'Fosse/Verdon': The true story behind Bob Fosse and Gwen Verdon's epic and tumultuous relationship

FX's upcoming series 'Fosse/Verdon' will explore the complicated relationship between Broadway legends Bob Fosse and Gwen Verdon played by Sam Rockwell and Michelle Williams


                            'Fosse/Verdon': The true story behind Bob Fosse and Gwen Verdon's epic and tumultuous relationship

Broadway legends Bob Fosse and Gwen Verdon — the iconic Tony Award winners who changed the face of American entertainment forever — are at the centre of FX's upcoming limited series 'Fosse/Verdon' slated to premiere on April 9.

The show will explore the complicated relationship between the two with Sam Rockwell and Michelle Williams taking the center stage as Fosse and Verdon, respectively. Is it just us or does Michelle Williams actually look exactly like Gwen Verdon?

The show is determined to portray the lives of the dance greats as accurate as it can with Fosse and Verdon's daughter, Nicole Fosse, serving as the co-executive producer of the limited series.

The show is primarily based on Sam Wasson’s 2013 biography 'Fosse' and has been tailored for TV by Steven Levenson, Thomas Kail, and Lin-Manuel Miranda. The book sprawls over 700 pages and explores various aspects of Fosse's personal and professional life. However, the series will focus on the latter and, in particular, explore Fosse's romantic and tumultuous relationship with Verdon.

Before getting completely immersed in the FX Broadway series, here's a look at the true story behind the upcoming show.

How did they meet?

Actress Gwen Verdon (1925 - 2000) and husband, choreographer Bob Fosse (1927 - 1987), in their apartment in New York, New York, March 24, 1966. (Photo by Martha Holmes/The LIFE Images Collection/Getty Images)
Actress Gwen Verdon (1925 - 2000) and husband, choreographer Bob Fosse (1927 - 1987), in their apartment in New York, New York, March 24, 1966. (Photo by Martha Holmes/The LIFE Images Collection/Getty Images)

In the early 1950s, Gwen Verdon and Bob Fosse had heard of each other since they were in the same industry but they were yet to cross paths. In the spring of 1955, that changed as the celebrated producer Hal Prince and director George Abbott of the Broadway musical 'Damn Yankees' suggested to the newly hired choreographer, Bob Fosse, the idea of casting Gwen Verdon for the lead female role 'Lola.'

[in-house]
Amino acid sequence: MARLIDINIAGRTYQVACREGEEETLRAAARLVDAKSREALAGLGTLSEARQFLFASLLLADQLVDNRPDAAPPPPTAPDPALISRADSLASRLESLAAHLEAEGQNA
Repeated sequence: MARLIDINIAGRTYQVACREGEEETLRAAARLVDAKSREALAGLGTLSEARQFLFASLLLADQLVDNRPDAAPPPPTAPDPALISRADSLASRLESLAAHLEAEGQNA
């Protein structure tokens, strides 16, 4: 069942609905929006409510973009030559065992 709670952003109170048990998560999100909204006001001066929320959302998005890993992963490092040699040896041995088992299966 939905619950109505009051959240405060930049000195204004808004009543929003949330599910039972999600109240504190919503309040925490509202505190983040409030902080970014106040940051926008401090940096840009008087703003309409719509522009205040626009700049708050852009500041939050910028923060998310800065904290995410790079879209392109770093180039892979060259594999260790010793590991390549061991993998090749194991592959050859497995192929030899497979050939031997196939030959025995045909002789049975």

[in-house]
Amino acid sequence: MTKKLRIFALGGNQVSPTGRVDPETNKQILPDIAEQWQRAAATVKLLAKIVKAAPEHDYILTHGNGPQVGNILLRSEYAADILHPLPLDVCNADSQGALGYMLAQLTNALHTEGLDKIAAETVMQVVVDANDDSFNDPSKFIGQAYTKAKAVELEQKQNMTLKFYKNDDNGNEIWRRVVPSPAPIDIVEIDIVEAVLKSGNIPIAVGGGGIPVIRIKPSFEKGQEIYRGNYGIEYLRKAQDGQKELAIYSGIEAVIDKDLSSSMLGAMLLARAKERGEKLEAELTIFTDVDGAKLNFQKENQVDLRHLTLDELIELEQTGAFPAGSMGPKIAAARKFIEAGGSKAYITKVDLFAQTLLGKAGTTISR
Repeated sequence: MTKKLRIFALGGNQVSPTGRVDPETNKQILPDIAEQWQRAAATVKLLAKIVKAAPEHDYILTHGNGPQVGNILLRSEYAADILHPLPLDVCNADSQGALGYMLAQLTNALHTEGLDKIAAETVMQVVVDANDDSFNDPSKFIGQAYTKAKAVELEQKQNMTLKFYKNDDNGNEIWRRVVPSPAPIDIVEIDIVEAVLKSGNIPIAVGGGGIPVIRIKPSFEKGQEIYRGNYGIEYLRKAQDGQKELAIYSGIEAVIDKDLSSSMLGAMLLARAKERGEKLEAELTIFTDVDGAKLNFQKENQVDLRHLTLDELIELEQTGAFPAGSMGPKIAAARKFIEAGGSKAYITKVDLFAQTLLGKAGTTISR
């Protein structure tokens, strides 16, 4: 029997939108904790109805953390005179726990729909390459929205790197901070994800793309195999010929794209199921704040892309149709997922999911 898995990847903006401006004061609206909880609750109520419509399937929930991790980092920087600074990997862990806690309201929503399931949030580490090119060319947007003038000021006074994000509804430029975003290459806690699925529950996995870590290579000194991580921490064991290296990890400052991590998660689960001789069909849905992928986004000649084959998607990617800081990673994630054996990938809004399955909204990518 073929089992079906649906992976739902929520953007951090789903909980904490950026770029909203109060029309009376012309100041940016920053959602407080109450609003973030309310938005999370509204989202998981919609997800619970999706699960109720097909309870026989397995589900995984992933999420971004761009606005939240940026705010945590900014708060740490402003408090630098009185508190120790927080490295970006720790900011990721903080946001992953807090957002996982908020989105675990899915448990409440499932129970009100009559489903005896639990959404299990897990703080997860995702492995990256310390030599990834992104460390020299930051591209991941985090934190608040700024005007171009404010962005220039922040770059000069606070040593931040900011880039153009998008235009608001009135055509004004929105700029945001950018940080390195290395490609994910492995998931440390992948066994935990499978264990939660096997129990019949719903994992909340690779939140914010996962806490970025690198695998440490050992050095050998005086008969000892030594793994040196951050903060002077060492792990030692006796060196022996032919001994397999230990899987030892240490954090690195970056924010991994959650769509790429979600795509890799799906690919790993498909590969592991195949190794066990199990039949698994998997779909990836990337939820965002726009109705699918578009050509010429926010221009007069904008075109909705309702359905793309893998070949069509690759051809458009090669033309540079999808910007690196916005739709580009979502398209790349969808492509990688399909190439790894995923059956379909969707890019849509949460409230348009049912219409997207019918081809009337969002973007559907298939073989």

Fosse was hesitant at first but finally agreed to meet Verdon with the condition that he would get to spend a few days in a rehearsal hall to see her work. What followed after the meeting is etched in history as they went on to become the most accomplished creative couple of the American Broadway musicals, collaborating on stage and film for the next three decades.

Their professional relationship:

After the success of 'Damn Yankees,' Fosse and Verdon collaborated on the 1960 Broadway musical 'Redhead' which Fosse directed and Verdon starred in. Earning six Tony Awards, they soon became a powerhouse and continued their successful collaboration with 'Candy Charity' and 'Chicago.' 

Fosse gained eight Tony awards all through his profession as a choreographer. He additionally gained an Oscar for steering the movie adaptation of the musical 'Cabaret.' Verdon was one of the most celebrated dancers on Broadway with four Tony awards all through her profession. Despite their rocky marriage, they continued their professional partnership.

Their romantic relationship:

Because of their on-stage chemistry, they were immediately linked during their rehearsals of 'Damn Yankees.' After meeting in 1955, the eventually married in 1960 and welcomed a daughter in 1963. However, their marriage wasn't the epic fairytale one would imagine. Their relationship was plagued by infidelity, drug use, and alcohol abuse.

Fosse’s affairs with young dancers were not unknown to the world and the power couple separated in 1971 but legally remained married till Fosse's death in 1987. It was rumored that Fosse's affair with Jessica Lange was the last straw for Verdon. 

Despite their tumultuous relationship and romance coming to an end, they continued to publicly support each other and kept mum about their personal troubles. Fosse once said that the happiest instance he ever had with Verdon was when "we had been working collectively." Before his death, when Fosse suffered a heart attack, he collapsed in Verdon's arms. After his demise, she carried on his legacy by supervising the Broadway revival of Chicago.